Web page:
[dns-operations] [dns-wg] "DNS Vulnerabilities" paper hits the mainstream
Jim Reid jim at rfc1035.com
Mon May 1 03:00:10 CEST 2006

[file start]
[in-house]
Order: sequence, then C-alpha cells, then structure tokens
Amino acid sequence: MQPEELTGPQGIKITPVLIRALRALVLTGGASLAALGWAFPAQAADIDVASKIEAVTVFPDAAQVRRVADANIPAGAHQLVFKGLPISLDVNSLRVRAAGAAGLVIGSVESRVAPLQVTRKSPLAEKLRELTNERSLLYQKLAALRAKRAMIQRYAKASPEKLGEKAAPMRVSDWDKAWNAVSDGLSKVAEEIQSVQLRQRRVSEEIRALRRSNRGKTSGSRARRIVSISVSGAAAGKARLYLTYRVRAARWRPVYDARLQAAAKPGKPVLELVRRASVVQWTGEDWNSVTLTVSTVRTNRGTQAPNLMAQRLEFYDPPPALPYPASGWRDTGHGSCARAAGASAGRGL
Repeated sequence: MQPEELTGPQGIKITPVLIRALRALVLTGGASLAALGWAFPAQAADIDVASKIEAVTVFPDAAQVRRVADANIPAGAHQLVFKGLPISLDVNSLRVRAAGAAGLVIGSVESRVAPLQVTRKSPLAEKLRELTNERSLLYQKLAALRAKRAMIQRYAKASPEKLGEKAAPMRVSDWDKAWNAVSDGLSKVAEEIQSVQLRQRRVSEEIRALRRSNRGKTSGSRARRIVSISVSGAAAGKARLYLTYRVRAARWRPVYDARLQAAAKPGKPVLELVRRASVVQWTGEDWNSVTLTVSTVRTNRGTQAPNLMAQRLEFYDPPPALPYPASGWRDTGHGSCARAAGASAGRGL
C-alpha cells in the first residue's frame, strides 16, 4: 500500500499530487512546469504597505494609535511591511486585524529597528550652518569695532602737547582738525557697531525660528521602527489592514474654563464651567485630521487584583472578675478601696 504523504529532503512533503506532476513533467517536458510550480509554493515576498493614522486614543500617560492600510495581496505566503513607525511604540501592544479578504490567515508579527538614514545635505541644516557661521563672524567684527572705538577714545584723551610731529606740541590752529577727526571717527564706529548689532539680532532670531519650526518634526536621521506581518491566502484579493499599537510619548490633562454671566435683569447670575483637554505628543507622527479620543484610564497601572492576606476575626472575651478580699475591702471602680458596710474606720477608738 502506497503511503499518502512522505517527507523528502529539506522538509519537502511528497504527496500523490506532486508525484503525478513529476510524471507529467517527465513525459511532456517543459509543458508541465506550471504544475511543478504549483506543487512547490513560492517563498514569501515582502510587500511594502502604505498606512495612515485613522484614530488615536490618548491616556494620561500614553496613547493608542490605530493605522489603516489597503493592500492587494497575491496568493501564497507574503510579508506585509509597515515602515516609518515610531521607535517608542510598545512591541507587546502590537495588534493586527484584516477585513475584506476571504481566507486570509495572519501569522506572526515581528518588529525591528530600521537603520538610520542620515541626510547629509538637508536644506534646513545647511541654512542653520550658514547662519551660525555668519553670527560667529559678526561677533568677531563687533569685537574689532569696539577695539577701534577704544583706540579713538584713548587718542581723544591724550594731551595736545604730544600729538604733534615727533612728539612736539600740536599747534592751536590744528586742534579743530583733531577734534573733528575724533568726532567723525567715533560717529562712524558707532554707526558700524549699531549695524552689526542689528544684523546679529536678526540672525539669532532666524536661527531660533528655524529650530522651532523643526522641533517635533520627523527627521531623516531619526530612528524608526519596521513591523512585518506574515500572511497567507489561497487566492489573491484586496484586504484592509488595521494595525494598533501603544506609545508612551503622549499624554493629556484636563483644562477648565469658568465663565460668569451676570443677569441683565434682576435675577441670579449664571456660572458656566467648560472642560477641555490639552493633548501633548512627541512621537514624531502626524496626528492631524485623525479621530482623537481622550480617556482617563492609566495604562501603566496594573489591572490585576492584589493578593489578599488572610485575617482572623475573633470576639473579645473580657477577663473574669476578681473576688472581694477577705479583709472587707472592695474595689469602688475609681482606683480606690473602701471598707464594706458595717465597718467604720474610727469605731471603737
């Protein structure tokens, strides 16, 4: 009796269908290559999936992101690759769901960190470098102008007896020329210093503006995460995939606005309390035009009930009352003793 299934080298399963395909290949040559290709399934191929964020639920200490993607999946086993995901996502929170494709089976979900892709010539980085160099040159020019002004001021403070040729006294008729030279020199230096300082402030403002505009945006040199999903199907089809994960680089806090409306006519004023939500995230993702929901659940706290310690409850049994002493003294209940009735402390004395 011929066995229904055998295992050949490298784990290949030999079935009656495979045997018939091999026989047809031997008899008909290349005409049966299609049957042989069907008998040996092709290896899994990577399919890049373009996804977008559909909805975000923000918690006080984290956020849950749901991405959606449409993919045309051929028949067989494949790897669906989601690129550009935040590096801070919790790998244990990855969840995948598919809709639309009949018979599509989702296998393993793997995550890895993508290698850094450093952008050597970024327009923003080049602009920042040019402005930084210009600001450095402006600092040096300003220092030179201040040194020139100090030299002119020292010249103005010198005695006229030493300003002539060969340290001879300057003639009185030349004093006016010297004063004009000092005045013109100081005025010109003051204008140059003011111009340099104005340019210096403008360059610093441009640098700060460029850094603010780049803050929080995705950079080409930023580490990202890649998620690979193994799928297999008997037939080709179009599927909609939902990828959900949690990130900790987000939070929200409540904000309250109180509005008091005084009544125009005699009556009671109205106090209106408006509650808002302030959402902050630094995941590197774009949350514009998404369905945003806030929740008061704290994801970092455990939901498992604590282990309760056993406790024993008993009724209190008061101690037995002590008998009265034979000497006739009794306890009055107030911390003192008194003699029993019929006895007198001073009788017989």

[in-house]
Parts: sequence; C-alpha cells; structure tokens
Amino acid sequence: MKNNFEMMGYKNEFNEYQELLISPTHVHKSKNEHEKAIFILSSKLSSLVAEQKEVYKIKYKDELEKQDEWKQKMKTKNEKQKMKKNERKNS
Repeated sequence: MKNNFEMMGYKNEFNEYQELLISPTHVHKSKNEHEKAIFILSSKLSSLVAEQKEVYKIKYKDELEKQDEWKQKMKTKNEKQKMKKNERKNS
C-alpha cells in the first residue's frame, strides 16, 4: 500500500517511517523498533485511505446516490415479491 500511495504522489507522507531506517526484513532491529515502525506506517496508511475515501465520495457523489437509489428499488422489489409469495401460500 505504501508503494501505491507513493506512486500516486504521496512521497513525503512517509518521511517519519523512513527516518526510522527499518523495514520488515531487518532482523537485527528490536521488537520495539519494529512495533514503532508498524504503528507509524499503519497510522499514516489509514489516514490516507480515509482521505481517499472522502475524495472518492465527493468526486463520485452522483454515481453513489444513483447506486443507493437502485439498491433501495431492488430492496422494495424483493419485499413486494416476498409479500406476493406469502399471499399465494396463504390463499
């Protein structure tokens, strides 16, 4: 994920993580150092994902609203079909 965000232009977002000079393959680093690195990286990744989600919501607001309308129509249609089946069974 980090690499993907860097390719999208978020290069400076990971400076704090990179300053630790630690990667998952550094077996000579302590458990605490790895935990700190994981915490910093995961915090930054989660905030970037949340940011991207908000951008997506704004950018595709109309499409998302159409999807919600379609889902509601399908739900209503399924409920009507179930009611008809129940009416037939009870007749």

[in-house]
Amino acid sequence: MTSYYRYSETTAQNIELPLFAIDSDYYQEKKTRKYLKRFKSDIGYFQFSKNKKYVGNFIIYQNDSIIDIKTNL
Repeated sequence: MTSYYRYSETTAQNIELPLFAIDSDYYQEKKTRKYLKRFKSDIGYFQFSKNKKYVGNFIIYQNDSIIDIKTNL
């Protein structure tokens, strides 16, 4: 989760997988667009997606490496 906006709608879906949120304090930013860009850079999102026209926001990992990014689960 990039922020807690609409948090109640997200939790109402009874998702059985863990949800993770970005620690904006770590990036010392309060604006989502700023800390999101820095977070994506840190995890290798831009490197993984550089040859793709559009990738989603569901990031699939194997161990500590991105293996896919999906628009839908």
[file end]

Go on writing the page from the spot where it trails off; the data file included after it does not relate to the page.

On May 1, 2006, at 01:15, Bill Larson wrote: > How can the "security of the DNS system" be considered as any > better than > the security of the parent servers? Because the parent is not usually authoritative for its children. Sure, the parent could insert bogus delegation info: a fake glue or NS record. But this is little different from a slave server for the child that tells lies about the zone. If anything, a lying slave is probably much worse because the cache poisoning heuristics in a decent implementation will give more credence to what an authoritative child has to say than a non-authoritative parent. > Using an example from the paper. If the FBI has a delegated server > that can be easily hijacked, then this would mean that a significant > number of queries for information in the "fbi.gov" domain could be > subverted with invalid info. This is a security issue and it is > not an > issue under the direct control of the FBI (except for their > decision to > base their operation on a third party service). One would hope that if someone outsources DNS service to a third party, that will be subject to a contract which includes performance levels, problem escalation, response to security incidents as well as criminal or civil penalties for non-compliance. I'd get those safeguards buying a cup of coffee, so why not when buying DNS service? > Isn't this the same type of security issue evaluated with COPS? I don't think so.
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